The three members of a court in the southern Chilean city of Temuco voted unanimously on Friday to acquit photojournalist Felipe Duran on charges of illegal possession of guns and explosives.
Known for his work documenting the conflict between Mapuche Indian militants and the forestry companies that occupy lands formerly belonging to the indigenous people, Duran was arrested last September at his home in the Araucania region.
The photographer, who has worked with EFE in Araucania, spent 10 months awaiting trial, locked up along with 65 other mainly Mapuche prisoners who face charges related to the land conflict.
The judges in Temuco rejected the prosecution's evidence against Duran as "weak."
In an interview with online outlet El Desconcierto, Duran said the real reason for his arrest and prosecution was authorities' unhappiness over his work documenting the Mapuche struggle.
Before his arrest, Duran was receiving threats from a group that calls itself Husar and proclaims a commitment to fighting "terrorism" in Araucania.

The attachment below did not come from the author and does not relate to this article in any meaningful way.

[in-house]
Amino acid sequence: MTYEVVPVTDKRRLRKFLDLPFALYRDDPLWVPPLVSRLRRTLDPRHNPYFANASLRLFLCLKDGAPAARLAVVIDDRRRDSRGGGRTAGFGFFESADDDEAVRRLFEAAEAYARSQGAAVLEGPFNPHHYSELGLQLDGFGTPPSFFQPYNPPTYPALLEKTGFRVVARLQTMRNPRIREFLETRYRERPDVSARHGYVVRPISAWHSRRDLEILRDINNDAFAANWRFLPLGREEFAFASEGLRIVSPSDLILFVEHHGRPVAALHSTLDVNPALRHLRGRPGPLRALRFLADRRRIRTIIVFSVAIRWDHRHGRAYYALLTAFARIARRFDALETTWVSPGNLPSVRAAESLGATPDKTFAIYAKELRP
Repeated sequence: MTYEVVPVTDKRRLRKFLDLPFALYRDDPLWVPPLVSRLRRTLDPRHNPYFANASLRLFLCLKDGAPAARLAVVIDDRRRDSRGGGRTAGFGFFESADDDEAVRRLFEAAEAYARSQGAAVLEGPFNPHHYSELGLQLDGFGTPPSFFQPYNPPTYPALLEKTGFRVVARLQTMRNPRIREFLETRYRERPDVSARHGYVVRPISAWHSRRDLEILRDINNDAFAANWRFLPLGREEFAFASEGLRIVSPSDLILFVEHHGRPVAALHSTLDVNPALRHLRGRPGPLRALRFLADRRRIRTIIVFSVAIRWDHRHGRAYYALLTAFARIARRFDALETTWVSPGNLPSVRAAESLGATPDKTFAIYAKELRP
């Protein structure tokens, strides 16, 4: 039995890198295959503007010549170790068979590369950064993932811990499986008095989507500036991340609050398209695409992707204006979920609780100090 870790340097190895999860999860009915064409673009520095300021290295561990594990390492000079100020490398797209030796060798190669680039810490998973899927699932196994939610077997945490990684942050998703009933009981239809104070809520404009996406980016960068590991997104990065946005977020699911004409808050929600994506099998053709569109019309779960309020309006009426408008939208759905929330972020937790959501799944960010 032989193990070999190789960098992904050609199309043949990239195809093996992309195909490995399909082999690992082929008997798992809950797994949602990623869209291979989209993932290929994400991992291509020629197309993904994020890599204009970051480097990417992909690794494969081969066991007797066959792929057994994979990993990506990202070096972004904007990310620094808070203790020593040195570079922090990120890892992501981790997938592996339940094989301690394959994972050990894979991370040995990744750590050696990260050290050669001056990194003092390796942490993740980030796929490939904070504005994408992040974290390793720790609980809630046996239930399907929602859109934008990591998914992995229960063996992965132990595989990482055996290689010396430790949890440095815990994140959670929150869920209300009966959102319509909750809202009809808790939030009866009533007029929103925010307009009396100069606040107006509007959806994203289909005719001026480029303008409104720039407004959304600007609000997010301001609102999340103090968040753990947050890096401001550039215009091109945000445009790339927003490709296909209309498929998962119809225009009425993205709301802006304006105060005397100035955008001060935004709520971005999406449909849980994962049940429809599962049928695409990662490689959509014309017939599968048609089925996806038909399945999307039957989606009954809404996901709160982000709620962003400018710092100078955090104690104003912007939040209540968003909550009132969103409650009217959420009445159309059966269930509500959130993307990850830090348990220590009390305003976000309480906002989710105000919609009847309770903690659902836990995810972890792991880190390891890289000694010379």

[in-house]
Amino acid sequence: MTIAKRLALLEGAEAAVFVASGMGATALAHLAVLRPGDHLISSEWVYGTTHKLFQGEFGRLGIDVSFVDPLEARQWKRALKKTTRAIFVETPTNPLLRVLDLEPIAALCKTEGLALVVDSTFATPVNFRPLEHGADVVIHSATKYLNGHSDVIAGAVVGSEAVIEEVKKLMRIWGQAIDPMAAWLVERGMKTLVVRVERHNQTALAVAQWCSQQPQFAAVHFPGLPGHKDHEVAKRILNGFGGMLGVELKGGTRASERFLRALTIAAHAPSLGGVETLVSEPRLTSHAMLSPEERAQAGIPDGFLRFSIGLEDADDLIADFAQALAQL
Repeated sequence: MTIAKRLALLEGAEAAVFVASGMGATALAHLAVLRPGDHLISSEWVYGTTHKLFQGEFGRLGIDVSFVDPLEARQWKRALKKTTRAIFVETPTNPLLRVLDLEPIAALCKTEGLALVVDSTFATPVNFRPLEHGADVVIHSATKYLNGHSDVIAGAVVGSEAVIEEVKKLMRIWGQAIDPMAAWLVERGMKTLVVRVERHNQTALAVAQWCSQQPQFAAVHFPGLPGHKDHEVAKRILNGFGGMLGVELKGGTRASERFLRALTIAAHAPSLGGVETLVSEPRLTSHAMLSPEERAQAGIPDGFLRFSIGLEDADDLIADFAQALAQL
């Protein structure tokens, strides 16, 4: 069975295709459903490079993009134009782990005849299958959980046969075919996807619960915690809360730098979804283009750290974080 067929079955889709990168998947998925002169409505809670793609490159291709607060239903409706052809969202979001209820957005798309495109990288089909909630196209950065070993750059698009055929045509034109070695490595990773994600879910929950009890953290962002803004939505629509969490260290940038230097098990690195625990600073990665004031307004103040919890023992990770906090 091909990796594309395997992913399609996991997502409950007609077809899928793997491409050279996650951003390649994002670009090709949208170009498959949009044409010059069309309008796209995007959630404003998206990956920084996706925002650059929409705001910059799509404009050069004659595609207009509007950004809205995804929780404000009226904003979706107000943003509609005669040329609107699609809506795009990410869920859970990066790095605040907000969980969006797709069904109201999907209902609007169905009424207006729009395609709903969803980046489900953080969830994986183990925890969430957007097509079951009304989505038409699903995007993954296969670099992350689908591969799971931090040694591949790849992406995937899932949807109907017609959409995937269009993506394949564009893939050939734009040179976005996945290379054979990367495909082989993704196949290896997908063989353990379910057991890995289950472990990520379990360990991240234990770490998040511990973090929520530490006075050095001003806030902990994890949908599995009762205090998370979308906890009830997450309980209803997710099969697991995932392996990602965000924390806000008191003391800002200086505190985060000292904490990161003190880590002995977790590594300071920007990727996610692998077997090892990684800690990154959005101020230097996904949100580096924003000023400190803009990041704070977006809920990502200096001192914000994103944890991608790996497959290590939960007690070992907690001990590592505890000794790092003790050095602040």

Husar, according to Duran, is made up of retired police and military personnel living in Araucania who enjoy "certain levels of influence" with the security forces.
A year ago, Husar accused Duran of being a pro-Mapuche activist and claimed to have the photographer under surveillance "day and night."
Mapuche militants torch vehicles, highway toll booths and lumber shipments as part of a struggle to reclaim lands lost during a late-19th-century "pacification" campaign against the indigenous people in Araucania and Bio Bio.
The conflict has claimed the lives of Mapuche activists, police and farmers, while dozens of indigenous people have been sent to prison, mainly for crimes against property.